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As if war, famine and inequality weren't enough to bring us down, Mac users also have to live with the knowledge that some poor souls have no choice but to crazy up their hard drives with secondary operating systems. Where Windows is concerned, many Mac users opt to use OS X's free Boot Camp partitioning software to make their Mac a lean, mean dual-booting machine. Unfortunately, doing so means you'll be losing a significant amount of the hard drive space that was once available to your Mac. A less hard disk hungry method for getting a secondary OS on to your Mac is to install it into a virtual machine, commonly known as a VM. By using a virtual machine application such as Parallels, Mac users can run set up as many VMs running any number of different operating systems on their computer as they want, and all from the comfort of OS X.
But what if your primary hard drive is so full of Mac applications that you use on a regular basis that there's no space left over to shoehorn in a virtual machine? You could choose to delete a few of those applications and reinstall them on an as-needed basis, or if you have an external drive available, you can show you new virtual machine who's boss by installing it there. We're sure you'll agree that the latter option is a lot more desirable. If you've got a copy of Parallels and a spare USB drive kicking around, here's how it's done.
While any of the virtual machines you want to run can reside on your external drive, the Parallels software has to be installed to your computer's primary hard drive. If you're cramped for space, don't panic: for most versions of the application, the installation will take up under 400 MB. Follow the instructions laid out for you by the software's installer. It's a quick and reletively painless process, taking no more than five minutes to complete. Depending on the version of Parallels you use (for this how-to, we're rocking Parallels 5), you may be prompted to update your software. Click yes and move along to Step Two.
With Parallels installed, it's time to get down to the nitty-gritty of setting up your virtual machine. If this is the first virtual machine you've set up, Parallels will automatically ask you what you'd like to install. If you've implemented other VMs on your Mac in the past, click on Parallels' File menu located in OS X's top menu bar and select new. If you plan on installing your virtual machine's operating system from a CD or DVD, be sure that the disc is in your computer's drive before clicking next. In most cases, the software will autodetect what operating system is present on the disc and walk you through the appropriate steps to install it.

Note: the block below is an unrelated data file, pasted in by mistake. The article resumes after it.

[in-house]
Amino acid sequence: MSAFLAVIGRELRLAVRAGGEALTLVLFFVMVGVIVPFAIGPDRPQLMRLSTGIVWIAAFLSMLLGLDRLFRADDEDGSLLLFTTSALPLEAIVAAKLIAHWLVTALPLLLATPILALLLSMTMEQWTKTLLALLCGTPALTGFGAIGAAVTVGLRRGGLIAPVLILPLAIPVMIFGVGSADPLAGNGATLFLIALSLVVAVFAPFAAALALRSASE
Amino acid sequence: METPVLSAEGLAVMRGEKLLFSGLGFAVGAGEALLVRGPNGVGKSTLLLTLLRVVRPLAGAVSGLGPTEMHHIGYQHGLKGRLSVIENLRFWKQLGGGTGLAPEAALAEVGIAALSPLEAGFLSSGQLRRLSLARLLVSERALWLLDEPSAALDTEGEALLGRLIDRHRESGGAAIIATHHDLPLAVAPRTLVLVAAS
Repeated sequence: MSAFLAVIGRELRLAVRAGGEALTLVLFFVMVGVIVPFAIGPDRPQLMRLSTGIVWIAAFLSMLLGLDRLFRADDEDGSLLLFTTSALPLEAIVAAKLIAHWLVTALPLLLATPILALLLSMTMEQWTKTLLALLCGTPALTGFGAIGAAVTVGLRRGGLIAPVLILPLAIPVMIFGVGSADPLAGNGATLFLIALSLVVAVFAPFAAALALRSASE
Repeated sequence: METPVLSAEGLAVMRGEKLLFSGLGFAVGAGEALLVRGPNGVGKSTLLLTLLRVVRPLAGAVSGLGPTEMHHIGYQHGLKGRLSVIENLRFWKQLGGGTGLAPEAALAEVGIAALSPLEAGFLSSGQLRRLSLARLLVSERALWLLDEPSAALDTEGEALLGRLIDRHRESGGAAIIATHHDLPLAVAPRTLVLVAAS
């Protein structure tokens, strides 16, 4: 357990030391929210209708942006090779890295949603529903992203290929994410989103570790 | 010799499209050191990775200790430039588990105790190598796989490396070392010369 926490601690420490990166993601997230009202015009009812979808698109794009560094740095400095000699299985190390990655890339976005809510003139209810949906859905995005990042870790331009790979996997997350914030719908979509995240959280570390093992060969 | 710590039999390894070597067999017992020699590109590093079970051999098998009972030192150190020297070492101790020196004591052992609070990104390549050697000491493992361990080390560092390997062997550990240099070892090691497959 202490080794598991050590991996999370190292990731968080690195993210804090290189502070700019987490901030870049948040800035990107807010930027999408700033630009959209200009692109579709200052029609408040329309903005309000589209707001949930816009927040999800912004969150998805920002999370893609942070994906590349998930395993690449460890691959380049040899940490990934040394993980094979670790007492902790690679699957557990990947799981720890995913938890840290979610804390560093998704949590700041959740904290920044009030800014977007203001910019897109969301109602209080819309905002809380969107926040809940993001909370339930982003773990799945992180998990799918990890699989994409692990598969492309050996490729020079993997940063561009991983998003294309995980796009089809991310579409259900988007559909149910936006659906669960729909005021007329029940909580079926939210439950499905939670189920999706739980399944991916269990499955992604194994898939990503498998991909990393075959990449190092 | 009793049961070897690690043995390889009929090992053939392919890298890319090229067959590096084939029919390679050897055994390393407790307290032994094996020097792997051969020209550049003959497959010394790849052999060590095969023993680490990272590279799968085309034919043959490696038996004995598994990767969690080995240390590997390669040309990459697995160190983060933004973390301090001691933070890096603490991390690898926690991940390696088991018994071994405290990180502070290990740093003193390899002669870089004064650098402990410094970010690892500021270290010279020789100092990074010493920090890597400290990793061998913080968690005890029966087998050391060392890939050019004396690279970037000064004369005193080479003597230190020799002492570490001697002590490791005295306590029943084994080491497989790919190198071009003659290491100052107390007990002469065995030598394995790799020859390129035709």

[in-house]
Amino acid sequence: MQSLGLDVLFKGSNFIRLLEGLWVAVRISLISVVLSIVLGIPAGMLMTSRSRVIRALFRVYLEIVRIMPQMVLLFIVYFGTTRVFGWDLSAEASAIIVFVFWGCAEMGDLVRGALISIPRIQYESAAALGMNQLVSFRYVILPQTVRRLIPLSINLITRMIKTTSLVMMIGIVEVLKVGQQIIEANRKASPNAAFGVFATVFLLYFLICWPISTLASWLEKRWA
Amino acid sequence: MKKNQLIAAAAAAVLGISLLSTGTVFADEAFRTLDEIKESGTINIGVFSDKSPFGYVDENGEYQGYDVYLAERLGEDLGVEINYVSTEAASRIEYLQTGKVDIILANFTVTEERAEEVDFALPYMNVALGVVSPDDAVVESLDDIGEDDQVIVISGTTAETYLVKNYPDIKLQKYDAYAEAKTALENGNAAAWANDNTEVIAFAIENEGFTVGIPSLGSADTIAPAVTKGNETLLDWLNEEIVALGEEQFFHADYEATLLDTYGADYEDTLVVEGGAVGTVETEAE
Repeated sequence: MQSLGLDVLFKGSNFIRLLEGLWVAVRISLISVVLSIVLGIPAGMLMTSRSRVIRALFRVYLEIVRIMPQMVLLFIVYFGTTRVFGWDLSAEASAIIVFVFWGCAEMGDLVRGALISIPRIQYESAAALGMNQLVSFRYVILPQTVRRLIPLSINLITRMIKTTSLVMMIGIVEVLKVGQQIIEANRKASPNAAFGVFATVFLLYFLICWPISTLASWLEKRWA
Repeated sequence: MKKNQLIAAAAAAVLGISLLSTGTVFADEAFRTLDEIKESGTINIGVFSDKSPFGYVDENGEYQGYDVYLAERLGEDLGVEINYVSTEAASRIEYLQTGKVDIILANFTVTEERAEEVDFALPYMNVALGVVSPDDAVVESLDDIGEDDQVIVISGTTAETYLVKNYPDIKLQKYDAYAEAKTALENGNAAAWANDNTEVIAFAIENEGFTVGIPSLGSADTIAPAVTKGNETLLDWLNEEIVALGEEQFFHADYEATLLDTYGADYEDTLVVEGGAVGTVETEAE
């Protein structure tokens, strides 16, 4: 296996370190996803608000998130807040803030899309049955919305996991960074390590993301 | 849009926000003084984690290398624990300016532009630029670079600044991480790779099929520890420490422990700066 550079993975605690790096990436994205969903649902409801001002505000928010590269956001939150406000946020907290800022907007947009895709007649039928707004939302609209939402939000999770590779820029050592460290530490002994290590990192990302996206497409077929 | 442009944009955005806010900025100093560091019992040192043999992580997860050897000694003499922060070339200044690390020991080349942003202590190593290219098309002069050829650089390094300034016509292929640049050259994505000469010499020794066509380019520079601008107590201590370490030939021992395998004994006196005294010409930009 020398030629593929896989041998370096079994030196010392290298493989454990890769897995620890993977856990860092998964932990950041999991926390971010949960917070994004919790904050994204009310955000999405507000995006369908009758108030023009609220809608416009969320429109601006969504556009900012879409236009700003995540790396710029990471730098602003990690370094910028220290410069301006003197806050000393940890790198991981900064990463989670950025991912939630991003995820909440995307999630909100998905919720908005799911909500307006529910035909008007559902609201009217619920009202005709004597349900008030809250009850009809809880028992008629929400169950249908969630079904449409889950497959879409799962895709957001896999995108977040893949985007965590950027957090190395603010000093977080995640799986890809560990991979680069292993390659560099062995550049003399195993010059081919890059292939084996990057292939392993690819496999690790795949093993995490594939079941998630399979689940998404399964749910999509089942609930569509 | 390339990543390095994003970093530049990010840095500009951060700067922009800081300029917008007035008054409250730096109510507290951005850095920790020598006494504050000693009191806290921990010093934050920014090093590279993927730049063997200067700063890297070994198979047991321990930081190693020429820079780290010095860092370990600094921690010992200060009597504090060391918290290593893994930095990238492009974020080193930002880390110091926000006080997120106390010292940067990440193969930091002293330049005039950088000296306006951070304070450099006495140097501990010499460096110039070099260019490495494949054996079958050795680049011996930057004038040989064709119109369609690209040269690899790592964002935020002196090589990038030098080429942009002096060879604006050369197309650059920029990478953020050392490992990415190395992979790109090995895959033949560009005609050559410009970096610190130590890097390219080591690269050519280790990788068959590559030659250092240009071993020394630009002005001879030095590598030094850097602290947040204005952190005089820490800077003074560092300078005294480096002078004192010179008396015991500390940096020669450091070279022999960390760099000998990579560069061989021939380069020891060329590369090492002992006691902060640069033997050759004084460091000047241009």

If you're installing you VM's operating system from a disc image, you'll need to take the time to show Parallels where the disc image is located before proceeding. To do so, click the Skip Detection button. Parallels will ask you a few pointed questions as to how you want your new virtual machine configured. Once you've answered them, it's time to tell the application where you want your new virtual machine to reside. Remember that external USB drive we mentioned at the start of the tutorial? Make sure it's plugged into your Mac, and move on to Step Three.
No matter whether Parallels automatically detected your new operating system or if you had specifiy where to get it and how to install it by default, the application will want to install your new virtual machine to your computer's Document folder. We don't want that. To make Parallels install the virtual machine on to your external drive, click the Location drop down menu and select the name of your external drive as the destination. Once that's done, you can click the Create button and kick back and let Parallels work its magic.
With the virtual machine installed to your external hard drive, you're ready to reap the benefits of having a secondary OS at your disposal without having to sacrifice any of your Mac's precious primary hard drive space. Remember, you can repeat this process for as many virtual machines as your external hard drive can hold.
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